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Volume 10, Pages 2385-2394
Review Article

The Production of the Oral Mucosa of Antiendomysial and Anti—Tissue-Transglutaminase Antibodies in Patients with Celiac Disease: A Review

1Department of Oral Sciences, “G. Messina”, Section of Oral Medicine, University Hospital of Palermo, Italy
2Department of Surgical Sciences, University of Foggia, Italy
3Internal Medicine, Ospedali Riuniti di Sciacca, Italy

Received 29 July 2010; Revised 12 November 2010; Accepted 15 November 2010

Academic Editor: Raj K. Goyal

Copyright © 2010 Domenico Compilato et al.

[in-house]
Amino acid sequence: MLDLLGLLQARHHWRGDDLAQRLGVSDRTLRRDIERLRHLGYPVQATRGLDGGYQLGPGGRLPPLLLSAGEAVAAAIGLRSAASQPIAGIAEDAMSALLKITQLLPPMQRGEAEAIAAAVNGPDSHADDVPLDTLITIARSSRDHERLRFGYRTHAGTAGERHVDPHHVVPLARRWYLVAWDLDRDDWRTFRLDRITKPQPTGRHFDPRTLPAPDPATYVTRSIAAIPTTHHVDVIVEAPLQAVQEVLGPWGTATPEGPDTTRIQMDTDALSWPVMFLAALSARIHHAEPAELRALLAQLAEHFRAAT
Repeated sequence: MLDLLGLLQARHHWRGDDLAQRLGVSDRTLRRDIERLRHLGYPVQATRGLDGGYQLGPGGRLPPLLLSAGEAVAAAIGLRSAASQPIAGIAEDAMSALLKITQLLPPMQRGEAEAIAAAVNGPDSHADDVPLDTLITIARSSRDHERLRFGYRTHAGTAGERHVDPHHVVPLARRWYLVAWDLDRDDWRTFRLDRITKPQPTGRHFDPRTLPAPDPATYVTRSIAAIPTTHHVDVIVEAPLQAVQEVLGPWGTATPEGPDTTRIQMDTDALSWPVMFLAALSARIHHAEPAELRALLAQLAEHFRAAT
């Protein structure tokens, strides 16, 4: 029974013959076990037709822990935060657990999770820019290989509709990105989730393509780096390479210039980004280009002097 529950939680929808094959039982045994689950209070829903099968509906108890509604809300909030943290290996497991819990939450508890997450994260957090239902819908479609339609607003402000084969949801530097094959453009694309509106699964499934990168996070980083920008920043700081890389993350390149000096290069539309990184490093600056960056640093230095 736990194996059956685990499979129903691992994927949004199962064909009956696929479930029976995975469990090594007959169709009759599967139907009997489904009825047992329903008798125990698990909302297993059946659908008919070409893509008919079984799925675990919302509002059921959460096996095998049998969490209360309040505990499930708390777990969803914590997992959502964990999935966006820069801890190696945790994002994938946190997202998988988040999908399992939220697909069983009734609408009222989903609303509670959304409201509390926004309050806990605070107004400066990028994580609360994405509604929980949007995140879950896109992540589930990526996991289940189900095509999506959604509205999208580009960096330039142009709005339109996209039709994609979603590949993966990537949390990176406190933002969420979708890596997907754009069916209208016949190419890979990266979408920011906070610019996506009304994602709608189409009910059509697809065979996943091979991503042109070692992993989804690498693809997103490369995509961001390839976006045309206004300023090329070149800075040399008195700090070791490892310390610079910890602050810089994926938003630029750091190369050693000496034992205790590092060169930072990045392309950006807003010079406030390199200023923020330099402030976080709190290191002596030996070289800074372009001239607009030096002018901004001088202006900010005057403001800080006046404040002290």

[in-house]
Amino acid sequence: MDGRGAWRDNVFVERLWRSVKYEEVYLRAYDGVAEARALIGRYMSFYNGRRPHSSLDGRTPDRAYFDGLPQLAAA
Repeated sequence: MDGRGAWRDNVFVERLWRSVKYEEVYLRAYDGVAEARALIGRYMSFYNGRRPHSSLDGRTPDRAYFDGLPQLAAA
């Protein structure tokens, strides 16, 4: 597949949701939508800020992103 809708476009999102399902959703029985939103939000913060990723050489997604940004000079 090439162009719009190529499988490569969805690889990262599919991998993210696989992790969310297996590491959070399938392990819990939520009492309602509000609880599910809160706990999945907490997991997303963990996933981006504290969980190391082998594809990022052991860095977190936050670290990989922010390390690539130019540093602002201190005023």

Celiac disease (CD) is a lifelong, T cell—mediated enteropathy, triggered by the ingestion of gluten and related prolamins in genetically susceptible subjects, resulting in minor intestinal mucosal injury, including villous atrophy with crypt hyperplasia and intraepithelial lymphocytosis, and subsequent nutrient malabsorption. Although serological tests for antiendomysial (EMA) and anti—tissue transglutaminase (anti-tTG) autoantibodies are used to screen and follow up on patients with CD, diagnostic confirmation is still based on the histological examination of the small intestinal mucosa. Although the small intestinal mucosa is the main site of the gut involved in CD, other mucosal surfaces (such as gastric, rectal, ileal, and esophageal) belonging to the gastrointestinal tract and the gut-associated lymphoid tissue (GALT) can also be involved. A site that could be studied less invasively is the mouth, as it is the first part of the gastrointestinal system and a part of the GALT. Indeed, not only have various oral ailments been reported as possible atypical aspects of CD, but it has been also demonstrated that inflammatory changes occur after oral supramucosal application and a submucosal injection of gliadin into the oral mucosa of CD patients. However, to date, only two studies have assessed the capacity of the oral mucosa of untreated CD patients to EMA and anti-tTG antibodies. In this paper, we will review studies that evaluate the capacity of the oral mucosa to produce specific CD autoantibodies. Discrepancies in sensitivity from the two studies have revealed that biopsy is still not an adequate procedure for the routine diagnostic purposes of CD patients, and a more in-depth evaluation on a larger sample size with standardized collection and analysis methods is merited. However, the demonstration of immunological reactivity to the gluten ingestion of the oral mucosa of CD, in terms of IgA EMA and anti-tTG production, needs to be further evaluated in order to verify whether the oral mucosa is colonized by lymphocytes activated in the intestine or if gluten could stimulate naïve lymphocytes directly in the oral mucosa. This would have important implications for the pathogenesis, diagnosis, and treatment of CD.